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Performance Artist Who Exposed Herself In Front of the “Mona Lisa” Is Acquitted

On Wednesday, Deborah De Robertis was acquitted for her performance in which she shouted, “Mona Lisa, my pussy, my copyright,” while revealing her vagina.

Deborah De Robertis performing “Ma chatte, mon copyright” at the Louve (© Deborah De Robertis, photo by Guillaume Belvèze)

PARIS — On October 18, as the rest of the art world in Paris ogled the art objects at the FIAC (Foire Internationale d’Art Contemporain) art fair’s grand opening, French-Luxembourg artist Deborah De Robertis was fighting in court. She had been charged with sexual exhibitionism and biting the jacket of a guard during the forceful stopping of her audacious happening “Ma chatte, mon copyright” (My Pussy, My Copyright) performed on September 24, without permission, in the “La Joconde” (Mona Lisa, c. 1506) room at the Louvre.

During the performance, De Robertis shouted through a megaphone, “Mona Lisa, my pussy, my copyright,” while revealing her vagina in front of the “Mona Lisa.”(In April, she had similarly exposed herself in front of the same painting, while a violinist played music, and was forced out of the museum.) For “Ma chatte, mon copyright,” she was held in jail for two days before a judge ordered her to stand trial this past Wednesday. 

De Robertis was acquitted of the sexual exhibitionism charge. It was understood she was solely practicing pungent performance art. Her sexual provocations question the place of women artists in art history and are part of a larger tradition of performance art, including that of Valie Export (whose “Action Pants: Genital Panic” (1969) piece inspired the “Ma chatte, mon copyright” performance), Carolee Schneemann, Annie Sprinkle, Orlan, Andrea Fraser, and Milo Moiré (who has also paid homage to Valie Export’s “Action Pants”). All these women artists step out of the passive stereotype of their gender representation.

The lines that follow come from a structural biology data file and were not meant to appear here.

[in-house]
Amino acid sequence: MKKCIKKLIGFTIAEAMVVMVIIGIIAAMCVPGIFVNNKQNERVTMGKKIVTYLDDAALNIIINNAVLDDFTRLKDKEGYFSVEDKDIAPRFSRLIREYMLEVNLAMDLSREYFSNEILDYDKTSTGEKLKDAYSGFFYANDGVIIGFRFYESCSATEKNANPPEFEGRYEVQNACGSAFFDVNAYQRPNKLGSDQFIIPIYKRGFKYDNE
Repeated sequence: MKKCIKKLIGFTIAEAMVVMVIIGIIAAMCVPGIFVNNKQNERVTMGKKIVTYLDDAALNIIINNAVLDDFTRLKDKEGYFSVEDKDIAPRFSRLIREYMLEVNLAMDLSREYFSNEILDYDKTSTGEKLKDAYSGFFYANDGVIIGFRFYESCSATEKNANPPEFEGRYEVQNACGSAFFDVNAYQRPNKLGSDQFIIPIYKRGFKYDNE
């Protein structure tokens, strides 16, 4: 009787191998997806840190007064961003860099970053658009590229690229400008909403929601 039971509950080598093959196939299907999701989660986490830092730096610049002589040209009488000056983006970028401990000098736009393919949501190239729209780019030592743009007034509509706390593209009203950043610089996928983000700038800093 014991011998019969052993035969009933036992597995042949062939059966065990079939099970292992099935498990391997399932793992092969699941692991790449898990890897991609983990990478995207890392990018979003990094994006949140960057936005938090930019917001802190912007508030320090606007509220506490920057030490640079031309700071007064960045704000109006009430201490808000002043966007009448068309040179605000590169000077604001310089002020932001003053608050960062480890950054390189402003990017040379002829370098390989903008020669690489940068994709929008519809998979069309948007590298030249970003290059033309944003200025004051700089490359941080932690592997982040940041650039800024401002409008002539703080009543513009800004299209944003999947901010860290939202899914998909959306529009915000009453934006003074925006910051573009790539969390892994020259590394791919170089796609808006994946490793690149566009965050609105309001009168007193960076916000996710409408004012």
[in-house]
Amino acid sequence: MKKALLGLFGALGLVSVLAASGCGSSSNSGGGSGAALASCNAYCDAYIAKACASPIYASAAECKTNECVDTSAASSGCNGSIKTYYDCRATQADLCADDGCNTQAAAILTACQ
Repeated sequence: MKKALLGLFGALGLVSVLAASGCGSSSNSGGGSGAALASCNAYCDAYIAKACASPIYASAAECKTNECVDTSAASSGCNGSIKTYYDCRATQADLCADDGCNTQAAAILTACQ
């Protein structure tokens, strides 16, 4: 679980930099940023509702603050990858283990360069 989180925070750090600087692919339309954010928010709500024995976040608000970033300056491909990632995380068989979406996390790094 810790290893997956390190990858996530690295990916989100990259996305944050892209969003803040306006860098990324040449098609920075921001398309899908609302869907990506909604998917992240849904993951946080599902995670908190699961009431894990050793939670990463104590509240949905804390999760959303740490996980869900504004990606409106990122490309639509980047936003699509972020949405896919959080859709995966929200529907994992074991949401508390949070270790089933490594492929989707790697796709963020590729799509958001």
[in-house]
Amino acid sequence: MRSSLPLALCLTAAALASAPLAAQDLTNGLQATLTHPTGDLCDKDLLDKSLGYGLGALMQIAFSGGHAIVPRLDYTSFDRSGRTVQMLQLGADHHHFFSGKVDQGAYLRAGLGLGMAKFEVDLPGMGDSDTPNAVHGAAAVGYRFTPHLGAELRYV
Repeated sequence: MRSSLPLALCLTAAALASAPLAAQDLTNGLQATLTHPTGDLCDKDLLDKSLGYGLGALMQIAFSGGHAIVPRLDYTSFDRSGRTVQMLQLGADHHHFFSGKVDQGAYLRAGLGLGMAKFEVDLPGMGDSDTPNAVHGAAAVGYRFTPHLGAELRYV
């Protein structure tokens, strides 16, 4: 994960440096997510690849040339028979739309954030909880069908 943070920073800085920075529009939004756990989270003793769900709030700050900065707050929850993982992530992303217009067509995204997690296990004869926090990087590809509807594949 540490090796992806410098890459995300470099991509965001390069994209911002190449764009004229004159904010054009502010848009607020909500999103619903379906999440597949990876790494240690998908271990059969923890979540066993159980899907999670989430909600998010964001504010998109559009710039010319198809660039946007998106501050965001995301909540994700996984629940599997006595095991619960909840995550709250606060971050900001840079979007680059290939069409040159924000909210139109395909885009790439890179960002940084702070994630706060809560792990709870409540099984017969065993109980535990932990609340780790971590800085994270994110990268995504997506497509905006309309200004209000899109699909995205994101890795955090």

De Robertis tells me that the Louvre has asked that the images of her performance be removed from the internet. This request, she thinks, shows that images of noisy disruption at the Louvre bother the museum’s administrators more than the exposing of pink female flesh.

For the biting of the jacket, De Robertis received 35 hours of public service work.

This is not the first time she has appeared in court because of her work. In February of this year, she was similarly acquitted for two nude performances at Paris museums, one at the Maison Européenne de la Photographie, in which she mimicked a photo of Monica Bellucci, and the other at the Musée des Arts Décoratifs, in which she protested an exhibition on the Barbie doll.

De Robertis’s “Ma chatte, mon copyright” performance also follows her pink masterpiece (so far): the conceptually focused feminist performance “Mirror of Origin” (2014) where she exposed her genitals seated on the floor in front of Gustave Courbet’s “L’Origine du monde” (The Origin of the World, 1866) at the Musée d’Orsay, mimicking the painting’s exposure of the genitals of a woman. She was arrested for that performance as well.

Deborah De Robertis, “Miroir de l’origine” (2014) (© Deborah De Robertis)
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